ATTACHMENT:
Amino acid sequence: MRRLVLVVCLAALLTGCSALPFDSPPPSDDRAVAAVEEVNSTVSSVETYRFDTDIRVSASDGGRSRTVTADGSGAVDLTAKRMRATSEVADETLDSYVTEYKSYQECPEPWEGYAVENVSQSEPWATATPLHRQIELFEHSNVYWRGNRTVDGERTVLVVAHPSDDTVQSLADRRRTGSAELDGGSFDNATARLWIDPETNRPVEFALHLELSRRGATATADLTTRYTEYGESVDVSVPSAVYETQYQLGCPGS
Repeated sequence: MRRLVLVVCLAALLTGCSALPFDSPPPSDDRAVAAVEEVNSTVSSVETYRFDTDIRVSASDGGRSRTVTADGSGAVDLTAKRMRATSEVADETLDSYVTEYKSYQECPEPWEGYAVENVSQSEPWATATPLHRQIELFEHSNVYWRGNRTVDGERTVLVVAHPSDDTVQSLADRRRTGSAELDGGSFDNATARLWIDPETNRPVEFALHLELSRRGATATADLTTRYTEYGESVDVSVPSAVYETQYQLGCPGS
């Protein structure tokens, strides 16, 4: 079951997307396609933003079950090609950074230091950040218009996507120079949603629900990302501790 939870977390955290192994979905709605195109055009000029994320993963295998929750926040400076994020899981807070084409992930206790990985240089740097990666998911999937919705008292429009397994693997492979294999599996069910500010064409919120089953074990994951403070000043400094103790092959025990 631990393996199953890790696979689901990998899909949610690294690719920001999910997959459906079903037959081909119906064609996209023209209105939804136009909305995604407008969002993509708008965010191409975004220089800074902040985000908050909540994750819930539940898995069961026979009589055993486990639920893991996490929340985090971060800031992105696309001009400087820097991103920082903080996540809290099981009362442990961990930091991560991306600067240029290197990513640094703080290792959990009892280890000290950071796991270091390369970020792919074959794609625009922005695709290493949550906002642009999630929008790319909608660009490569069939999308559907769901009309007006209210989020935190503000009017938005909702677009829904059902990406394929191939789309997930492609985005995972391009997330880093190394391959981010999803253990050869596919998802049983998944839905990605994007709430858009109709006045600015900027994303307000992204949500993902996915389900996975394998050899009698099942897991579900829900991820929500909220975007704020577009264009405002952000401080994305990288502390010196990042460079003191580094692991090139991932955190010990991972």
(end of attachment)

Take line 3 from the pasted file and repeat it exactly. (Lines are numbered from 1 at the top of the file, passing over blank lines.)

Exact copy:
């Protein structure tokens, strides 16, 4: 079951997307396609933003079950090609950074230091950040218009996507120079949603629900990302501790 939870977390955290192994979905709605195109055009000029994320993963295998929750926040400076994020899981807070084409992930206790990985240089740097990666998911999937919705008292429009397994693997492979294999599996069910500010064409919120089953074990994951403070000043400094103790092959025990 631990393996199953890790696979689901990998899909949610690294690719920001999910997959459906079903037959081909119906064609996209023209209105939804136009909305995604407008969002993509708008965010191409975004220089800074902040985000908050909540994750819930539940898995069961026979009589055993486990639920893991996490929340985090971060800031992105696309001009400087820097991103920082903080996540809290099981009362442990961990930091991560991306600067240029290197990513640094703080290792959990009892280890000290950071796991270091390369970020792919074959794609625009922005695709290493949550906002642009999630929008790319909608660009490569069939999308559907769901009309007006209210989020935190503000009017938005909702677009829904059902990406394929191939789309997930492609985005995972391009997330880093190394391959981010999803253990050869596919998802049983998944839905990605994007709430858009109709006045600015900027994303307000992204949500993902996915389900996975394998050899009698099942897991579900829900991820929500909220975007704020577009264009405002952000401080994305990288502390010196990042460079003191580094692991090139991932955190010990991972």